ELI Beamlines is a part of the ELI (Extreme Light Infrastructure) project, a new pan-European research infrastructure, and part of the European Strategy Forum for Research Infrastructures (ESFRI) plan.
The ELI project research infrastructure includes several workplaces and additional facilities located in the Czech Republic, Hungary and Romania.
April 30,2021 European Commission established ELI ERIC.
The ERIC is a unique legal entity, formed by an EU regulation specifically for scientific infrastructures. As an international organisation its Members are countries, who contribute scientifically and financially to the consortium. In addition to the Czech Republic and Hungary, Italy and Lithuania are founding Members. Germany and Bulgaria are founding Observers with an aim to fully join at a later date. Other European and non-European countries expressed interest to join after establishment.
ACHIEVING THE ULTRARELATIVISTIC MODE
ELI Beamlines is designed as a high-energy and high-repetitive pillar of the European ELI (Extreme Light Infrastructure) project. The main objective of the project is, in accordance with the ELI White Paper , to create a high-energy beam device that can develop and utilize ultra-short pulses of high energy particles and radiation stemming from relativistic and ultrarelativistic interactions. The ELI Beamlines Center strives to address one of the “major challenges”, namely generating ultrashort pulses of energy particle beams (& gt; 10 GeV) and radiation (up to several MeV) generated by compact laser plasma accelerators. They are expected to support the ultra-high science science, ie to achieve an ultra-relativistic regime.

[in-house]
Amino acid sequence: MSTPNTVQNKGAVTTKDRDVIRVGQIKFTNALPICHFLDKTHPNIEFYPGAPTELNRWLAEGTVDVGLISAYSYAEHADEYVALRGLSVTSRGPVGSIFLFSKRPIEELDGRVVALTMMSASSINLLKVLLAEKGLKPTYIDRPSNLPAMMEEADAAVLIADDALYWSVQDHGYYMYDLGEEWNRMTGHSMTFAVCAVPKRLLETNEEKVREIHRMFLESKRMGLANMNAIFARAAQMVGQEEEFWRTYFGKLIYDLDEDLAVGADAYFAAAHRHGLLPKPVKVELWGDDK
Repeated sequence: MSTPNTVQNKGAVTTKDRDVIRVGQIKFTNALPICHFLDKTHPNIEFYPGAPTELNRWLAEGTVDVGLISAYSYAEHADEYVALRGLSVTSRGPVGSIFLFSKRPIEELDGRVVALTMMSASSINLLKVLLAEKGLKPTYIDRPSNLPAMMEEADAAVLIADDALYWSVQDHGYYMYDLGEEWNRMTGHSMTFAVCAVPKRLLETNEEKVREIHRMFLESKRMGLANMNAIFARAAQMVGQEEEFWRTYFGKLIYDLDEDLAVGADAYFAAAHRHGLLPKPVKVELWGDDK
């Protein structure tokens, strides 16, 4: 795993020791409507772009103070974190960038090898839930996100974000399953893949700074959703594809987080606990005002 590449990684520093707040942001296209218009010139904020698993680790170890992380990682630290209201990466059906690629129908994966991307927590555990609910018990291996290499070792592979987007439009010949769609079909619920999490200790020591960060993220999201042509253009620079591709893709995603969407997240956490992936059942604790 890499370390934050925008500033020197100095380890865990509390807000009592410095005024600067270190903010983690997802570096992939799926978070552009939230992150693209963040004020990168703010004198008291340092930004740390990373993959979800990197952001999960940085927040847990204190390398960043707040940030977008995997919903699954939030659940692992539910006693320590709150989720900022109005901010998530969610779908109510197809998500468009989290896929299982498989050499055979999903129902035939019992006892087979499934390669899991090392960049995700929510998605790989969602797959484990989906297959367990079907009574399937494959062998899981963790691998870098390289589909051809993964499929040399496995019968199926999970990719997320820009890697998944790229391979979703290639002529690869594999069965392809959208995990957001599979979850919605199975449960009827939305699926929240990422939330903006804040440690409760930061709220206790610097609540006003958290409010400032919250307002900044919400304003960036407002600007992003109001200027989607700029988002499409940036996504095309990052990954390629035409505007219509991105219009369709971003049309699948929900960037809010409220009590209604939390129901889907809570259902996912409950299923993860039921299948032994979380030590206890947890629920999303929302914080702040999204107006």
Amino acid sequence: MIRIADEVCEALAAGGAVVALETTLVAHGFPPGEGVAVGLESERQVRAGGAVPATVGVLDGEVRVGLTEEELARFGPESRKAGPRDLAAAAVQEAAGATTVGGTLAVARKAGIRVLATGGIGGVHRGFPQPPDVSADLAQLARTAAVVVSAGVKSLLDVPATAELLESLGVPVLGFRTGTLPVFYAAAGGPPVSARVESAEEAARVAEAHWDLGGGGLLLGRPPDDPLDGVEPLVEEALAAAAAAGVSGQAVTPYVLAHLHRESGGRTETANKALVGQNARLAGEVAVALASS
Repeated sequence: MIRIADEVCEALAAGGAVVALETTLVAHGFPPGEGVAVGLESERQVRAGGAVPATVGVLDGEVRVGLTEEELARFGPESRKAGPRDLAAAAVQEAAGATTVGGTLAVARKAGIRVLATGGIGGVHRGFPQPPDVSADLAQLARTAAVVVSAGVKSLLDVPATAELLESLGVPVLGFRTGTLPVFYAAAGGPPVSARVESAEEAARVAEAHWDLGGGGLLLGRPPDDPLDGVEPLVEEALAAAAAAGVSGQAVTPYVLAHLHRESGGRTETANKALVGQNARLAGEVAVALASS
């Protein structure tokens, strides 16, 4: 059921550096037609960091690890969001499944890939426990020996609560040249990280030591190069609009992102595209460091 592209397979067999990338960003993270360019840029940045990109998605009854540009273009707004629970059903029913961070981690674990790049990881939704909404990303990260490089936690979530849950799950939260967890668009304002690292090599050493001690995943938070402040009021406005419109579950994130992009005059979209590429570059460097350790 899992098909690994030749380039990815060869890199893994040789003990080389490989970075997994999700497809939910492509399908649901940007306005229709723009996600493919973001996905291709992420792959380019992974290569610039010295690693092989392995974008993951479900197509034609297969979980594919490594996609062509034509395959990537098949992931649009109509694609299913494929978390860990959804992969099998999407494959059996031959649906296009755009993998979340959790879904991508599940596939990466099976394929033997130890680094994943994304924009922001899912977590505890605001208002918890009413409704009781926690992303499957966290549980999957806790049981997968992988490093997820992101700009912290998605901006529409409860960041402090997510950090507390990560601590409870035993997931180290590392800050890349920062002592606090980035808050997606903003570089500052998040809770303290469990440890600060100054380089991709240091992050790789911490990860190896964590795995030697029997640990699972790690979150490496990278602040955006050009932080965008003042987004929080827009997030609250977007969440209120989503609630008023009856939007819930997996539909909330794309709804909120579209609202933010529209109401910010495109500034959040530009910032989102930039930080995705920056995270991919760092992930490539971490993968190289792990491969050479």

The main objective of the ELI Beamlines Center is to become a truly multidisciplinary, user-oriented infrastructure for carrying out revolutionary scientific experiments and applications in various fields, including physics and astrophysics, chemistry, biology, material science, medicine, etc., by combining advanced synchronized short laser pulses with ultra-high intensity and auxiliary particle sources or X-ray.
TOP SECONDARY RESOURCES
The ELI Beamlines Center provides research capabilities with a wide range of ultra high-intensity lasers excited by high-end lasers. These secondary sources, especially those based on completely new concepts, produce pulses of radiation of the highest intensity and quality of the beam, including electromagnetic radiation in a wide range and charged particles such as electrons, protons and ions. Therefore, a wide range of new applications can be expected.
Benefit for society
As a European research infrastructure, ELI Beamlines is strengthening Europe’s position in world laser research and creating new opportunities for European industry.
Applied research at the ELI Beamlines facility covers areas ranging from improving cancer treatment, medical imaging, fast electronics and aging of nuclear reactor materials to the development of new nuclear waste treatment methods.